Postcolonial Amazons

Postcolonial Amazons : Female Masculinity and Courage in Ancient Greek and Sanskrit Literature

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Description

Scholars have long been divided on the question of whether the Amazons of Greek legend actually existed. Notably, Soviet archaeologists' discoveries of the bodies of women warriors in the 1980s appeared to directly contradict western classicists' denial of the veracity of the Amazon myth, and there have been few concessions between the two schools of thought since.

Postcolonial Amazons offers a ground-breaking re-evaluation of the place of martial women in the ancient world, bridging the gap between myth and historical reality and expanding our conception of the Amazon archetype. By shifting the center of debate to the periphery of the region known to the Greeks, the startling conclusion emerges that the ancient Athenian conception of women as weak and fearful was not at all typical of the region of that time, even within Greece. Surrounding the
Athenians were numerous peoples who held that women could be courageous, able, clever, and daring, suggesting that although Greek stories of Amazons may be exaggerations, they were based upon a real historical understanding of women who fought.

While re-examining the sources of the Amazon myth, this compelling volume also resituates the Amazons in the broader context from which they have been extracted, illustrating that although they were the quintessential example of female masculinity in ancient Greek thought, they were not the only instance of this phenomenon: masculine women were masqueraded on the Greek stage, described in the Hippocratic corpus, took part in the struggle to control Alexander the Great's empire after his death,
and served as bodyguards in ancient India. Against the backdrop of the ongoing debates surrounding gender norms and fluidity, Postcolonial Amazons breaks new ground as an ancient history of female masculinity and demonstrates that these ideas have a much longer and more durable heritage than we may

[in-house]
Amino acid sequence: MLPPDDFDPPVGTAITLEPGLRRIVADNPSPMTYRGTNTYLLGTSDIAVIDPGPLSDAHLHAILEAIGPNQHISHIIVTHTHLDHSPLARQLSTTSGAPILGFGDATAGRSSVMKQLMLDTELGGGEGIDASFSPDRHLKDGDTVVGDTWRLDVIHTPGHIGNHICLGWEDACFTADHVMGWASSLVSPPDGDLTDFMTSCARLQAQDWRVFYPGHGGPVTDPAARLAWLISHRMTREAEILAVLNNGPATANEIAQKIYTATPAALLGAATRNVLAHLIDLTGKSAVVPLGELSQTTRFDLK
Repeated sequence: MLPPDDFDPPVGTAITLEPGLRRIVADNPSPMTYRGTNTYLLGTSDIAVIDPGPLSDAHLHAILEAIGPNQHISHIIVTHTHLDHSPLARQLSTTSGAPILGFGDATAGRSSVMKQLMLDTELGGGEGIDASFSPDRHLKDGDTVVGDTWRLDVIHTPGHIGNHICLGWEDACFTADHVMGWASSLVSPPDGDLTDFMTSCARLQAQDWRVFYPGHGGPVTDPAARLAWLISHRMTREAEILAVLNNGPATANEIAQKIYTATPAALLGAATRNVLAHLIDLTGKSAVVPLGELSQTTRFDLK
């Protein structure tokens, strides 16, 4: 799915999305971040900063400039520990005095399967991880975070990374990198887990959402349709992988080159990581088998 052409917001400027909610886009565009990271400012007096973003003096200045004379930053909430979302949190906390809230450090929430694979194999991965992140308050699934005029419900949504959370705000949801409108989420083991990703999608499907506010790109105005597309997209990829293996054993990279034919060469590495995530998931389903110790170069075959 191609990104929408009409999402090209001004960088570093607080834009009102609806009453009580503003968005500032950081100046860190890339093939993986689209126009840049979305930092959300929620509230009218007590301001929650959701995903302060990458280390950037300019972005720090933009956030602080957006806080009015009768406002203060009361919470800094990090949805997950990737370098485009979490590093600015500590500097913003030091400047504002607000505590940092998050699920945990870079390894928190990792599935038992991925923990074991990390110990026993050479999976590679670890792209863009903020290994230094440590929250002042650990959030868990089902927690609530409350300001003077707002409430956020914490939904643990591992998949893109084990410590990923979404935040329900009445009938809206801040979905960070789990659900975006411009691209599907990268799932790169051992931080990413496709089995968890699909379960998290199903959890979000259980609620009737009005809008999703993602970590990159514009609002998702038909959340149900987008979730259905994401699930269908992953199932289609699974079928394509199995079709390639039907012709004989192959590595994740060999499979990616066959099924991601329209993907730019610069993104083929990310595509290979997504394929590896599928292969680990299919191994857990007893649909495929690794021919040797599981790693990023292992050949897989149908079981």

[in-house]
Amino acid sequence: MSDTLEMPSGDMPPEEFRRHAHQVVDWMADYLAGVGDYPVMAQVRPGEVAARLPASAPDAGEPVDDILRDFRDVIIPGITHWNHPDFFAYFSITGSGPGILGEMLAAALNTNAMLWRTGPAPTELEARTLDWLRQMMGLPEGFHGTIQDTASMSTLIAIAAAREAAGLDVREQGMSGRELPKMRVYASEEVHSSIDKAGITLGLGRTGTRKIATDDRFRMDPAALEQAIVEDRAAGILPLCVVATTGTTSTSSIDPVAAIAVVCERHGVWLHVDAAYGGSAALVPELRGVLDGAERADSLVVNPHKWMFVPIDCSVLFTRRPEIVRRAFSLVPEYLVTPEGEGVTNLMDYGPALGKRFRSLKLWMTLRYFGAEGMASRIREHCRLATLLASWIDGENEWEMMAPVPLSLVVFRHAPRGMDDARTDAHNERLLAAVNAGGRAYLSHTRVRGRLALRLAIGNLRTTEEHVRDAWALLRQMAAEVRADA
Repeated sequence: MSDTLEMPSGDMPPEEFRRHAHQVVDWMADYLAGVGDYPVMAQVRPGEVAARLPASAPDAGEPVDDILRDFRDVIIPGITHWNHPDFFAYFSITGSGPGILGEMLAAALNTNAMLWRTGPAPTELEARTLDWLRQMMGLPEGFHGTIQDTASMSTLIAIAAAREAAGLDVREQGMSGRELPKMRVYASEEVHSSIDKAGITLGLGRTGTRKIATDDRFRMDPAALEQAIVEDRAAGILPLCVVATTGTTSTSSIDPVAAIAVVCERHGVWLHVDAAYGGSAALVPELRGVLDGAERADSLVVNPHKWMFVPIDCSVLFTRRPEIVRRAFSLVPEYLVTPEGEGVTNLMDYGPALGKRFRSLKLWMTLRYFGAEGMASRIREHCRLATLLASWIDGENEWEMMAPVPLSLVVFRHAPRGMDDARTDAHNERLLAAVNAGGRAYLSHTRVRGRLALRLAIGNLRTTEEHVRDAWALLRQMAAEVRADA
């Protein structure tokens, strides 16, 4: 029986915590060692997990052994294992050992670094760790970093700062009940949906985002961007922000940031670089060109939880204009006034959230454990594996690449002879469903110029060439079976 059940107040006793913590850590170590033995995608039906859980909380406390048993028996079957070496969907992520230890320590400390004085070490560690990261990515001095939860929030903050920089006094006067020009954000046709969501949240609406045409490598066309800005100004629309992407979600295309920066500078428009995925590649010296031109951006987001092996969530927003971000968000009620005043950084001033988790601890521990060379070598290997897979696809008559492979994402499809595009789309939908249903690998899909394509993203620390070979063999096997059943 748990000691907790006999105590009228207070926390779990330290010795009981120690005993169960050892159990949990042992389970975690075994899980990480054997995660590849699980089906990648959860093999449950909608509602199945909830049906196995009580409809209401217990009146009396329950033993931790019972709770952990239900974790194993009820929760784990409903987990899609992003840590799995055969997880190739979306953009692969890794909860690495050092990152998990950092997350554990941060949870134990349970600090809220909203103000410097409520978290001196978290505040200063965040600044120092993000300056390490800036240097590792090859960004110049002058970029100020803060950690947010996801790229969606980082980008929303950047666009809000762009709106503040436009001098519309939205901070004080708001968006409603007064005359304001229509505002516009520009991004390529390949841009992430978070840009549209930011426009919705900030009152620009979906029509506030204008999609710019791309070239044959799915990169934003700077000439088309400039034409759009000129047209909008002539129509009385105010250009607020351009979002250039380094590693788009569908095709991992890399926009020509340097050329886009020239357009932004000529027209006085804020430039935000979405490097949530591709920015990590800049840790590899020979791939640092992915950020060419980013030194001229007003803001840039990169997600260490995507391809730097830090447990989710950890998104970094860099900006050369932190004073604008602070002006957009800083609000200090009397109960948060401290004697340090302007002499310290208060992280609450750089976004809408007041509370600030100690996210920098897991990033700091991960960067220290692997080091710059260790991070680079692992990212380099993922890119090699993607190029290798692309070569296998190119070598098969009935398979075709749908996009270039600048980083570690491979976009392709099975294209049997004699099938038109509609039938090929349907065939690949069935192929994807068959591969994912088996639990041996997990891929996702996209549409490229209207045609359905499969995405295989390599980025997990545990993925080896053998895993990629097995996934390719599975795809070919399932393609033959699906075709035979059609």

have supposed.
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Product details

  • Hardback | 334 pages
  • 166 x 234 x 23mm | 626g
  • Oxford, United Kingdom
  • English
  • 32 black-and-white illustrations
  • 0199533377
  • 9780199533374
  • 2,210,411

Table of contents

FRONTMATTER; ENDMATTER
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Review Text

The book is well researched, and one of its great strengths is its extensive use of material evidence in addition to literary texts ... Penrose's book will now be required reading for anyone interested in Amazons or women at war generally. David D. Leitao, American Historical Review
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Review quote

The book is well researched, and one of its great strengths is its extensive use of material evidence in addition to literary texts ... Penrose's book will now be required reading for anyone interested in Amazons or women at war generally. * David D. Leitao, American Historical Review *
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About Walter Duvall Jr. Penrose

Walter D. Penrose, Jr. is an Associate Professor of History at San Diego State University. He earned his doctorate at the City University of New York Graduate Center with a dissertation entitled 'Bold with the Bow and Arrow: Amazons and the Ethnic Gendering of Martial Prowess in Ancient Greek and Asian Cultures'. He specializes in the history of gender and sexuality in ancient Greek, Hellenistic, and South Asian contexts and has also published articles on gender,
sexuality, and disability in the ancient Mediterranean, as well as on Sappho in the Middle Ages and early Renaissance.
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